By Jay Seidel
La Habra Journal
The 7-year-old adjusts a final brick and moves back to double check to see if the code she entered is correct. She then sets the robot down and smiles as her creation whirs and moves into action. For her, everything is awesome.
This is what some first and second graders at Ladera Palma will experience in the schools new after school Lego robotics program.
The program officially started last Thursday, but Principal George Lopez started the wheels going on this concept as soon as he became principal in the fall. Lopez was vice principal at Washington Middle School and was instrumental in helping establish that schools robotics program.
“We always thought how great would it be if we could start the kids with it at an earlier age,” Lopez said. “When I came over to Ladera Palma as a principal, one of the things I wanted to start was a STEM program.”
STEM is the acronym for science, technology, engineering and math, which has become an educational priority in American schools.
Inspiring learning and helping to build successful students who are ready to the ever changing world of technology is a goal for schools. The big push is to find ways to get students more excited about the science fields that will help them throughout their academic careers. The Lego robotics program is a way to do that at an early age.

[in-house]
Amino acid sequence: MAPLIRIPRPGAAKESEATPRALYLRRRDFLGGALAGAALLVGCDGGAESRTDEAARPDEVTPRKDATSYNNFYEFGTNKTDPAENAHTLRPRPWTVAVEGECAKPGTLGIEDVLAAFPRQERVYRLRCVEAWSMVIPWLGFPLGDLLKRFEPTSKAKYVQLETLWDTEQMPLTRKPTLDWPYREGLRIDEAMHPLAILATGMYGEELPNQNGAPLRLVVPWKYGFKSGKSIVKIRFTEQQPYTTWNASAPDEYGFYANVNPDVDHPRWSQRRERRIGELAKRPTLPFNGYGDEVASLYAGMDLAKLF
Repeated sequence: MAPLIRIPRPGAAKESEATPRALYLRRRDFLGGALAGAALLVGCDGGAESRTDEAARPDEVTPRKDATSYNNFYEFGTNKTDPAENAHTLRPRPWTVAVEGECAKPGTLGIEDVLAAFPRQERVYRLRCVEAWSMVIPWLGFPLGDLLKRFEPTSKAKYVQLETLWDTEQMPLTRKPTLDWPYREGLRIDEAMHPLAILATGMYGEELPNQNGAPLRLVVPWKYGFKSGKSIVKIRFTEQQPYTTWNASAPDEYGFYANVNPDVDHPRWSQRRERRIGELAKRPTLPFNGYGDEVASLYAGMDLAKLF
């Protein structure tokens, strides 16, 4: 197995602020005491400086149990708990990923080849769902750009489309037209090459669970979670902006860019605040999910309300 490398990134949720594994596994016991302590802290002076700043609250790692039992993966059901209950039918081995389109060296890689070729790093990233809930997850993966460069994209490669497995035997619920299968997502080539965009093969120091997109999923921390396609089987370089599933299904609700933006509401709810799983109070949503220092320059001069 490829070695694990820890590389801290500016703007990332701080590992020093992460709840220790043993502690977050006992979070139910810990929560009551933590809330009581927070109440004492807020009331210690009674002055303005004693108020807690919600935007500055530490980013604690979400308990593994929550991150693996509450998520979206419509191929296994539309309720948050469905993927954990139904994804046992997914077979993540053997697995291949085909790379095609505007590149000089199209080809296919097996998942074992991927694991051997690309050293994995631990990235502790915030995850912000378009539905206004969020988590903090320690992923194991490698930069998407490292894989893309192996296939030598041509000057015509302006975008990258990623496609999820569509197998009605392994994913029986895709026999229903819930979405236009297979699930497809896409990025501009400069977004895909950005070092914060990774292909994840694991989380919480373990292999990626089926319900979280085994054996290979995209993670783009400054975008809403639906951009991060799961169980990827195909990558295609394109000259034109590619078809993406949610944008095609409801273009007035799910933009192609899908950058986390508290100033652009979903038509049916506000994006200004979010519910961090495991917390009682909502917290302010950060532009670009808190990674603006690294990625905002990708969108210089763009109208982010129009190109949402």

“It teaches them concepts in engineering, definitely implements math and technology, which is the use of the computer and basic programming that comes with the Lego kit,” Lopez explained. “It clearly is a part of science.”
Lopez added that it also integrates the “Four Cs”, which includes: critical thinking, collaborating, communication and creativity.
The start of the program at Ladera Palma marks the first time a program like this has been started at the K-2 level in the La Habra City School District. Washington Middle School has been successful with a robotics program and some of the 3-5 schools like Walnut and Los Positas have started similar STEM programs.
The program is 6-8 weeks and the initial class is made up of 30 first and second graders, which are then broken up into teams of 4-5 children. Lopez himself teaches the program.
“I had experience with the program from Washington,” he explained. “So when we brought the Legos over it wasn’t that foreign to me. It was just a matter of doing it with Legos and formatting it to a first and second grade level.”
Lopez said he hopes is to increases the class offerings and get other teachers trained to teach the program.
He added that the goal is to get the children excited about science and technology and “most of all want to get the kids excited about applying their learning to other things.”